The effect barometric pressure has on birds’ lives has been widely studied and written about.
However, just when you think you have it down, the bird action sometimes confuses you.
November greeted us with a roaring downpour. Then it cleared and freezing temperatures were in the weather reports.
The birds almost disappeared.
Then they arrived in droves.
The phrase, “warm, wet and windy” often means insect-eating birds arrive in good numbers and are active throughout the trees and bushes.
This type of weather usually means a warming trend that activates the bug population. Birds take advantage of the increase in available food. A dropping barometer reveals this to humans while birds sense the air pressure change.
When a low pressure moved into this area with the expected wet weather, it didn’t last long. The birds had recognized that a high pressure was moving in right behind it.
The robins arrived again, just as they did a week or two before.
This time, they not only brought the yard to noisy life; they finally descended on the mountain ash tree that was still covered with red berries.
The high pressure brought a drop in the temperature that obviously made those berries palatable.
The cooler temperatures had a different effect on the bug-eating birds.
They emptied the feeders containing the lard or suet mixtures in one day.
Once the sun warmed parts of the yard, action picked up almost everywhere. Where the bugs began to stir, these smaller birds followed. One of those areas was the bird bath and near the feeders.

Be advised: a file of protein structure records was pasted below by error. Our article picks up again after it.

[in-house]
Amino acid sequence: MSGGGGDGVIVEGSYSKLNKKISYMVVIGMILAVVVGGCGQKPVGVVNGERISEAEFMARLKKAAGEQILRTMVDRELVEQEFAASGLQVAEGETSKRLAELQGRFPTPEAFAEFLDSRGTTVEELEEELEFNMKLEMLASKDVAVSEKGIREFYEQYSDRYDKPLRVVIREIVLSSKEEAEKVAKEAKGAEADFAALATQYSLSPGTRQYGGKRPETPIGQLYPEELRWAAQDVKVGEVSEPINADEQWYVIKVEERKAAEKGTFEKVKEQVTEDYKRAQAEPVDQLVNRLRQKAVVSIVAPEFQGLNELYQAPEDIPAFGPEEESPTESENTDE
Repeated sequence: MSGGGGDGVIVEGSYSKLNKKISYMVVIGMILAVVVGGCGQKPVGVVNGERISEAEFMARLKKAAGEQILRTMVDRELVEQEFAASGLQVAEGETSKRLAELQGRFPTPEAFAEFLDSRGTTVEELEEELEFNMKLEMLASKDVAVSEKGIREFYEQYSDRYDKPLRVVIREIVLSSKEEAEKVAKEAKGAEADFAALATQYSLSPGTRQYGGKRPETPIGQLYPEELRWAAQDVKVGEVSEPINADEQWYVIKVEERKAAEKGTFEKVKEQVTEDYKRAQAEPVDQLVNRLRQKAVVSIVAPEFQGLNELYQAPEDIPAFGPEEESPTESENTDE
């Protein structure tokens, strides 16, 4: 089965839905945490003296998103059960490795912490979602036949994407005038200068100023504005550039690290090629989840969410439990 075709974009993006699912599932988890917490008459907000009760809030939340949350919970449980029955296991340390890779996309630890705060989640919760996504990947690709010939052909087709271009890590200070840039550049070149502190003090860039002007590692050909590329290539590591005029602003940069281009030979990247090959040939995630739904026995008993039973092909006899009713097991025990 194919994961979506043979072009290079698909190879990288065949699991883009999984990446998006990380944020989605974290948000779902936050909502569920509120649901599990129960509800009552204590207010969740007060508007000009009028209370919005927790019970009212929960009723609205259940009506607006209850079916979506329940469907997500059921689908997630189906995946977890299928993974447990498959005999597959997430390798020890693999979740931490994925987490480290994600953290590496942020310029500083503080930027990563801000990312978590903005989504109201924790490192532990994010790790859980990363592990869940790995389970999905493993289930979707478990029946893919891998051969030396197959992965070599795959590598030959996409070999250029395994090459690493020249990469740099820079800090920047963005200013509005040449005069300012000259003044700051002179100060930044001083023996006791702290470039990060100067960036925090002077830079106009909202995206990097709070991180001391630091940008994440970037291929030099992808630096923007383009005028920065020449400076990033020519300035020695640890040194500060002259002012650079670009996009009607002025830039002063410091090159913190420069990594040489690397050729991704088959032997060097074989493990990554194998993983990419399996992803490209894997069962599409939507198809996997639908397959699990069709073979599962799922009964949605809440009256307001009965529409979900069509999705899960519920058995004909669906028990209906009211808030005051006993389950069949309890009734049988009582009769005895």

Even as the feeding birds took advantage of the different foods, berries and bugs, they also acted as if they hadn’t had a bath for weeks.
The show in the bath eclipsed what was happening in the feeders and trees.
Two friends were visiting that day and the birds took over the conversation near the kitchen window.
Right in the middle of someone’s sentence, about twenty or thirty bushtits crowded into the bath.
They are so tiny and look like miniature fluffy bundles of nonstop movement. They huddle together, wiggling and splashing and doing their imitation of small children in a wading pool. You can’t resist trying for a photograph.
When one of our company was doing just that, another visitor dropped into the bath and the bushtits exploded into the nearby bushes and trees.
The first Townsend’s warbler of the fall stole the show.
The photographer had a new subject and even as he was snapping away, a Hutton’s vireo popped into the water and a bathing chickadee immediately took offense.
Now, the warbler was into the bushes and the vireo followed suit. While we tried to get good looks at this interesting mix of birds, the action only increased.
Robins were flying from the bath to the mountain ash and throughout the yard.
A young flicker landed on a tree right near the bath and looked like it was going to dive in.
However, a red-breasted sapsucker suddenly popped into the water and began bathing with gusto while warning others to stay away.
Then a brown creeper landed on the tree and waited for its bath.
This colorful action had my guests moving from one window to another.
There were birds everywhere.
Then, there were none.
They were melting away and disappearing.
A pressure system wasn’t to blame.
Somewhere in the area, known only to the birds, a hawk was seen or sensed.
Birds and what they know and sense, will probably always fascinate humans. There’s so much we don’t know.
Joan Carson’s column appears every Sunday. Contact her at P.O. Box 532, Poulsbo, WA 98370, with a self-addressed, stamped envelope for a reply. Email: email@example.com.